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Just had a very enjoyable day at Williams HQ in Grove where a few of us were treated to a series of briefings by the team. The drivers Nico Rosberg and Kazuki Nakajima were there, we had a talk around the car by technical director Sam Michael and then a briefing on the team’s health, FOTA and other general F1 matters from Sir Frank Williams and team CEO Adam Parr.

They even threw in some lunch, all very trendy, with small tapas-sized portions and lots of them. Being Williams though it was roast beef and fish and chips in the tiny bowls rather than some continental nonsense. Rhubarb crumble and crème brulee for pudding. Hardly anyone drank any wine except a few of the older generation journos…

Williams is a no-nonsense team which has been living beyond its means for the last couple of seasons in an effort to keep up and which is therefore grateful to the credit crunch for forcing its main rivals finally to agree cost saving measures. I actually think that Williams could have been in serious trouble if FOTA had not happened and with it the agreement to slash costs. Now Williams will be able to compete more fairly and will be able to pay off their debt. Despite losing RBS, Baugar and Petrobras as sponsors, they are more diversified than some other teams, a point CEO Adam Parr made. It was interesting to see Sir Frank together with Adam. He defers to him more and more and you could see that he has great trust in his number two. Could be another handover soon a la Ron Dennis…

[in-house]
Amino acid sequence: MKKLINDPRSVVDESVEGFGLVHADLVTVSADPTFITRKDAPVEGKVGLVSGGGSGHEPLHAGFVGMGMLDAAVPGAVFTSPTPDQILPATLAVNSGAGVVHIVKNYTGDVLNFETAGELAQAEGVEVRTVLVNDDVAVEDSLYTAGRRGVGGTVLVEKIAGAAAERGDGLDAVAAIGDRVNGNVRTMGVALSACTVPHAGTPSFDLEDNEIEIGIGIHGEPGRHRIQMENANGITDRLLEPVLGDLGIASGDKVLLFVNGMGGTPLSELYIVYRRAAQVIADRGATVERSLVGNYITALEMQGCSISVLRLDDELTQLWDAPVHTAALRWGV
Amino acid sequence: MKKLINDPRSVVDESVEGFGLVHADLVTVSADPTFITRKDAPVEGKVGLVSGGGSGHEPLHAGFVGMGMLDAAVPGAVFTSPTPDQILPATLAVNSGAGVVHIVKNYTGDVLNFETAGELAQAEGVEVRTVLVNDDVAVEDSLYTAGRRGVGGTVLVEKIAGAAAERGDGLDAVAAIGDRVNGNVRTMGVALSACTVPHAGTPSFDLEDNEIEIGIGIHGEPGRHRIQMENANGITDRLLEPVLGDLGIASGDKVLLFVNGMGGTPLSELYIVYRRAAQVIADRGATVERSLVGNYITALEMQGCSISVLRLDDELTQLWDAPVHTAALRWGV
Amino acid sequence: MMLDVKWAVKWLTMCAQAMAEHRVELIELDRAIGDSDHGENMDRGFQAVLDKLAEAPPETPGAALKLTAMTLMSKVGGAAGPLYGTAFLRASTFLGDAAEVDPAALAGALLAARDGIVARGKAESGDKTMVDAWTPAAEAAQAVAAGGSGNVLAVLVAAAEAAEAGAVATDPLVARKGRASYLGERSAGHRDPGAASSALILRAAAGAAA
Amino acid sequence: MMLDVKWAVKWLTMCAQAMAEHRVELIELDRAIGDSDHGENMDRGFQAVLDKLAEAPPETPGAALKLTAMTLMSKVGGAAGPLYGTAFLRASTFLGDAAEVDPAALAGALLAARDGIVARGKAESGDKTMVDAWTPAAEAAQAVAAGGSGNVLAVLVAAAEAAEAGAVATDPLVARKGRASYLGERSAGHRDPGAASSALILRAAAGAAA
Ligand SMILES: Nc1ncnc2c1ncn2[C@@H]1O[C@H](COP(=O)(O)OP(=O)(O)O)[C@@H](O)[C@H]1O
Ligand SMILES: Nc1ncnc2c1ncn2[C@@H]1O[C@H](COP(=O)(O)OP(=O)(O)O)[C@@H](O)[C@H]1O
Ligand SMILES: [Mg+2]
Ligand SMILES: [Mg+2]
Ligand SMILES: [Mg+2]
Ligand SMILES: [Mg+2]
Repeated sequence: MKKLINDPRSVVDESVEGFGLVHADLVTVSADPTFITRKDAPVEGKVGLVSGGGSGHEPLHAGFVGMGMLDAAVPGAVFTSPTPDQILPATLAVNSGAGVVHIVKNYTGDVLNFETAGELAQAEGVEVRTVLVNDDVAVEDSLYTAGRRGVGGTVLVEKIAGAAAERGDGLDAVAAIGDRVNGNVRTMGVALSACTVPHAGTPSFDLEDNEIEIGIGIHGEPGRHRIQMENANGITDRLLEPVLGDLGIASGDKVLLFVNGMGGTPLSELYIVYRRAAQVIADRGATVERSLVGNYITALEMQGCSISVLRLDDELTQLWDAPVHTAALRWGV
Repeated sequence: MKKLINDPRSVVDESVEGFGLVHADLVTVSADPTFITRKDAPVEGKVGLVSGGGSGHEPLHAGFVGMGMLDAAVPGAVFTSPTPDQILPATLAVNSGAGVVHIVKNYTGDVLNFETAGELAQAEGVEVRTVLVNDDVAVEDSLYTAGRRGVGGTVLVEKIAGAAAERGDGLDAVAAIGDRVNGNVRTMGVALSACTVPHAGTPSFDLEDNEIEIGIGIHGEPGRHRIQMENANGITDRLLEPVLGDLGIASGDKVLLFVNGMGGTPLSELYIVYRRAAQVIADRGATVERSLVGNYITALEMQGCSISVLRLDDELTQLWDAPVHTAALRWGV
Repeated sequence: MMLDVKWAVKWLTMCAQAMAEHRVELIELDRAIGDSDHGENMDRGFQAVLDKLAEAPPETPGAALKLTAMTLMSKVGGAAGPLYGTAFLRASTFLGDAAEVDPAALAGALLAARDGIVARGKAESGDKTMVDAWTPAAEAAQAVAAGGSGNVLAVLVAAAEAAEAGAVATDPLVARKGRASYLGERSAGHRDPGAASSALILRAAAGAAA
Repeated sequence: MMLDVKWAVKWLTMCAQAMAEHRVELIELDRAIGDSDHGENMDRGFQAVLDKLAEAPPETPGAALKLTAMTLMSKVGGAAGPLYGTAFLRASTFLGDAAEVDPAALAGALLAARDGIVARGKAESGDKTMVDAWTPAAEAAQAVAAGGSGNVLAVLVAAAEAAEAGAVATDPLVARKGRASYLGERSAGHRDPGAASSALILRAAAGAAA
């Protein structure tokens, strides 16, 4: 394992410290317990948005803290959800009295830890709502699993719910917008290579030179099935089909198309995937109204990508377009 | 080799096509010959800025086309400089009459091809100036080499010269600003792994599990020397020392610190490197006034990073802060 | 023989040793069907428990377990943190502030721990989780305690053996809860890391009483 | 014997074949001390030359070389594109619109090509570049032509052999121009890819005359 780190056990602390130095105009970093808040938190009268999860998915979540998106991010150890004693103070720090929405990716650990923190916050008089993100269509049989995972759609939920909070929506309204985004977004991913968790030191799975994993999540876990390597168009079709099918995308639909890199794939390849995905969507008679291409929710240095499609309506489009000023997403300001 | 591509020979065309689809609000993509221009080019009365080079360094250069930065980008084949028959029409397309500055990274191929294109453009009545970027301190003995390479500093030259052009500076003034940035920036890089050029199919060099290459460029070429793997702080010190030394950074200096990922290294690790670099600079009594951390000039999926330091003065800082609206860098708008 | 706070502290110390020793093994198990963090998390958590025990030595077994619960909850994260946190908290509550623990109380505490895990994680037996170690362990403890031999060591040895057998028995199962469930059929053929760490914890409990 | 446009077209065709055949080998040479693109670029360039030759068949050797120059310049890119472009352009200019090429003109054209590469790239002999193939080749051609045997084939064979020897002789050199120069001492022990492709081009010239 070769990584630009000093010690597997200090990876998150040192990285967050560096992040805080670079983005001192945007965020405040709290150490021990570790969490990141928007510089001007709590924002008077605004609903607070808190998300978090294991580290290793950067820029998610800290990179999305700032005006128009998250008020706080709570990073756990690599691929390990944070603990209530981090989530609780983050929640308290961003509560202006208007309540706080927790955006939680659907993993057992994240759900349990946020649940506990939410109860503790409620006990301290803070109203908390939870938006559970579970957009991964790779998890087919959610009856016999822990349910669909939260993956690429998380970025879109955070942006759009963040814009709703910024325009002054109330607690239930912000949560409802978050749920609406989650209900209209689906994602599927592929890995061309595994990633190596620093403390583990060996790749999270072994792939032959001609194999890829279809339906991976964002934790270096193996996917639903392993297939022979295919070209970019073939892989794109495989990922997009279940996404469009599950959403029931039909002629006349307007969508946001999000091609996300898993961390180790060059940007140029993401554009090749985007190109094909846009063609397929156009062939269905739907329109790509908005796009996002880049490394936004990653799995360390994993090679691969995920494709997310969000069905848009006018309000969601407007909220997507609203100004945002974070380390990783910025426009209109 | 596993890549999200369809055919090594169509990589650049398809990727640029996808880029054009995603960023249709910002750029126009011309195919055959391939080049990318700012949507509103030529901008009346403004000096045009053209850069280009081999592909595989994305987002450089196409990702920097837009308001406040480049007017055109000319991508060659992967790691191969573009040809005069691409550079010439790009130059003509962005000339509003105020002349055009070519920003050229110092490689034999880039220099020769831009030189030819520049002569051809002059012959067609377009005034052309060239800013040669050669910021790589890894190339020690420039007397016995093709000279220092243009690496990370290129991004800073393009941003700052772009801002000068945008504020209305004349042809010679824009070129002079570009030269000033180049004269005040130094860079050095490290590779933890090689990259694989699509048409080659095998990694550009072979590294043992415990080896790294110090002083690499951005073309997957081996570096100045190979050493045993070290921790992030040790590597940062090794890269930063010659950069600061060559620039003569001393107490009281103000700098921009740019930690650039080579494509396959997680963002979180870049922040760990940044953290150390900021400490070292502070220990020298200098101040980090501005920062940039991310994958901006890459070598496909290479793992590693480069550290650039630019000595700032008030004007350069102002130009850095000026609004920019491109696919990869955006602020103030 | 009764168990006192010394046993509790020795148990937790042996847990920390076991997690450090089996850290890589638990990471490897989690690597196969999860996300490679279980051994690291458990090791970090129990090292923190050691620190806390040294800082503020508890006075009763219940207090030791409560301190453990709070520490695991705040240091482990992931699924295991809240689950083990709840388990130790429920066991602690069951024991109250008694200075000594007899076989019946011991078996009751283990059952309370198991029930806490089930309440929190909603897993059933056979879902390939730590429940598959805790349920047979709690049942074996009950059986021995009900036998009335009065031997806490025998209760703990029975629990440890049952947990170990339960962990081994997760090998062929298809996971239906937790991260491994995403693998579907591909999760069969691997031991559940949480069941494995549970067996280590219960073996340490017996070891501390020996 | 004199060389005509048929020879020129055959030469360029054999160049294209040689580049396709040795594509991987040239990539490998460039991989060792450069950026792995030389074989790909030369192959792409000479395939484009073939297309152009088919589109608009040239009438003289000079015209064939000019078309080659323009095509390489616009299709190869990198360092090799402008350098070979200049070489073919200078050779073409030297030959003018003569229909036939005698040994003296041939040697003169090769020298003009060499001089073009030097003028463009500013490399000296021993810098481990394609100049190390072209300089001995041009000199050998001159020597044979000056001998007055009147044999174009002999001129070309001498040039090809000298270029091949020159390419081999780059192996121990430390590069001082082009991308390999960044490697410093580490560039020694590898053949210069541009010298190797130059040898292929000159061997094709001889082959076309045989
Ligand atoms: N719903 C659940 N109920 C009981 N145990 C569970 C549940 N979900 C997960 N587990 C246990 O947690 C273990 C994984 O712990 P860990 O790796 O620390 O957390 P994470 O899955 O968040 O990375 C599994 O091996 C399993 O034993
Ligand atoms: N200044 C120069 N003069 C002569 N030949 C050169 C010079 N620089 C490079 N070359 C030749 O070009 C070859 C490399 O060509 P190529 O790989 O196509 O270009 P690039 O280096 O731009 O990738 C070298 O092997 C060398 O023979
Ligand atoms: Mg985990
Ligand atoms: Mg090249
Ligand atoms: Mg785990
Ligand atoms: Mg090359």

The drivers spoke with optimism about the season ahead. The headline quote of the day was Nico Rosberg saying that he wants to be in a top car by 2010 and although he hopes it can be with Williams, that is his clear priority. He looked fantastic, no I mean even more fantastic than he normally looks. He’s slimmed down, like many drivers, because the KERS system has added weight to the cars and that means weight has to come off the drivers. Nico also said that he was relishing the challenge of the new rules with all the buttons to press and front wings to adjust. He feels that F1 is moving even more towards the intelligent drivers and he’s keen to position himself as a driver with a great interest in and feel for, the technology.